What is Somatics?
The word Somatics comes from the Greek root, soma, which means “the living organism in its wholeness.” In the case of Somatics, as I understand it, the wholeness we are talking about is that of the spirit, the mind and the physical body. This is the whole that I strive to take into relationships and into the world around me. So, how do we come to know this wholeness? I think partly it is a matter of working to remember that we are not a bunch of separate parts. Although we might think and talk about these separate parts as if they are in isolation, they are really and always have been in conversation with each other. Practicing yoga is a perfect way to wake up and begin to sense all parts of our self in conversation. We can move in a variety of ways, exploring our perception of self in any given moment. To practice Somatic Yoga is to wake up to the vastness and mystery of our whole being, what it means to be an integrated human being. We are reintroduced to ourselves again and again on the mat, as we enter into the process of becoming more responsive, alive and whole. This practice is an ongoing practice of discovery and change, of getting familiar with all aspects of our spirit, mind and physical body. Somatic Yoga is a practice of watching what happens when we pay attention.
What is Body Mind Centering?
Excerpt taken from Body Mind Centering.com:
Body-Mind Centering® (BMCSM) is an integrated and embodied approach to movement, the body and consciousness. Developed by Bonnie Bainbridge Cohen, it is an experiential study based on the embodiment and application of anatomical, physiological, psychophysical and developmental principles, utilizing movement, touch, voice and mind. Its uniqueness lies in the specificity with which each of the body systems can be personally embodied and integrated, the fundamental groundwork of developmental re-patterning, and the utilization of a body-based language to describe movement and body-mind relationships.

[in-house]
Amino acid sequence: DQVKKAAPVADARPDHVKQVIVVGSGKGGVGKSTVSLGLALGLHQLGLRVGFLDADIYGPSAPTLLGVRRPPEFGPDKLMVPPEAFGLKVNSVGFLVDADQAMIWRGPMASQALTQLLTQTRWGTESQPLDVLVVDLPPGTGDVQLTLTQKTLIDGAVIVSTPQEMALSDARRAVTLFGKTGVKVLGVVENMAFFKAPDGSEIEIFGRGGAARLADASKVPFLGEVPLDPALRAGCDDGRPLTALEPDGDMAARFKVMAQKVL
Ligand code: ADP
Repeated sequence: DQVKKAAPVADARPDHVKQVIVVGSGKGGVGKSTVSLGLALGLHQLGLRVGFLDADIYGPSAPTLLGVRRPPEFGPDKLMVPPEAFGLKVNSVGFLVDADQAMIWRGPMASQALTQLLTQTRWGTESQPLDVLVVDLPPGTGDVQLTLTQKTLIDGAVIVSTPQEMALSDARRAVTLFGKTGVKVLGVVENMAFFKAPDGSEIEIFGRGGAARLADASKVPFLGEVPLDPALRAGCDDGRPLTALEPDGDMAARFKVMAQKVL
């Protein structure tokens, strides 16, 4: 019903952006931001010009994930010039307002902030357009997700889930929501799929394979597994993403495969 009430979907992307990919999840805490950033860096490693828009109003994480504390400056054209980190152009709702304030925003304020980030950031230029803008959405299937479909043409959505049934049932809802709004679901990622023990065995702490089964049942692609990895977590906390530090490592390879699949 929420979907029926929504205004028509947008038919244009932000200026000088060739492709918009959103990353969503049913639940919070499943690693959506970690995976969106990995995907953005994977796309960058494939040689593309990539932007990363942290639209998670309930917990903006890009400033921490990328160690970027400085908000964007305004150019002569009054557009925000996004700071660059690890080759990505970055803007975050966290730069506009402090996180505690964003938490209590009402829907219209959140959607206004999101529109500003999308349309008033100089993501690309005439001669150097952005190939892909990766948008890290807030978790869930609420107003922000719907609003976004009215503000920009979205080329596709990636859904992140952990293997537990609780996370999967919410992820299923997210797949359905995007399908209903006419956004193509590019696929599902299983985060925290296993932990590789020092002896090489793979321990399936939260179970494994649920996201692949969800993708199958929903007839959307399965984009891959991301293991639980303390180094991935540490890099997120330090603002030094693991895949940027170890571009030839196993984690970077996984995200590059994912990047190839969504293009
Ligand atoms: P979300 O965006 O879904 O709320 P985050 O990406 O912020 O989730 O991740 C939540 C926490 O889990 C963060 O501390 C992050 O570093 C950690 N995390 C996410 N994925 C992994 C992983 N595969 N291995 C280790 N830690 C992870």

The study of Body-Mind Centering® is a creative process in which embodiment of the material is explored in the context of self-discovery and openness. Each person is both the student and the subject matter and the underlying goal is to discover the ease that underlies transformation.
The Body-Mind Centering® approach has an almost unlimited number of areas of application. It is currently being used by people in movement, dance, yoga, bodywork, somatic studies, physical and occupational therapy, psychotherapy, child development, education, voice, music, art, meditation, athletics and other body-mind disciplines.
What is Movement Education?
The following is my personal understanding of what movement education is, as well as an expression of how I use this understanding as a tool to help repattern my body and to inform those whom I am privileged to collaborate with in my classes and private sessions. Movement education is a process of learning how one moves and how one does not move. It is also a process of relearning or repatterning ones movement tendencies so as to create more healthy movement options. This process is informed by the following tools that help facilitate repatterning and generate a sense of agency and choice: looking at images of our own anatomical structures, visualizing and imagining these structures in our own body, touching these parts of our body (if possible) to help create communication and connection, all the while considering how we relate to gravity, space and breath, and then initiating movement from this information.
When we spend time with the tools and processes of movement education we come to know our bodies better and we begin to realize the range of choice that exists in every moment. This provides us with the opportunity to wake up to more aspects of ourselves and utilize parts of our body that we had not known were there. When we realize that we have choices when we move, the whole body learns new ways of finding support and mobility that allows old patterns that may not have been helpful to be replaced with new patterns. This dialogue between observation, feeling and movement becomes a practice about navigating the dynamic mystery of our own bodies.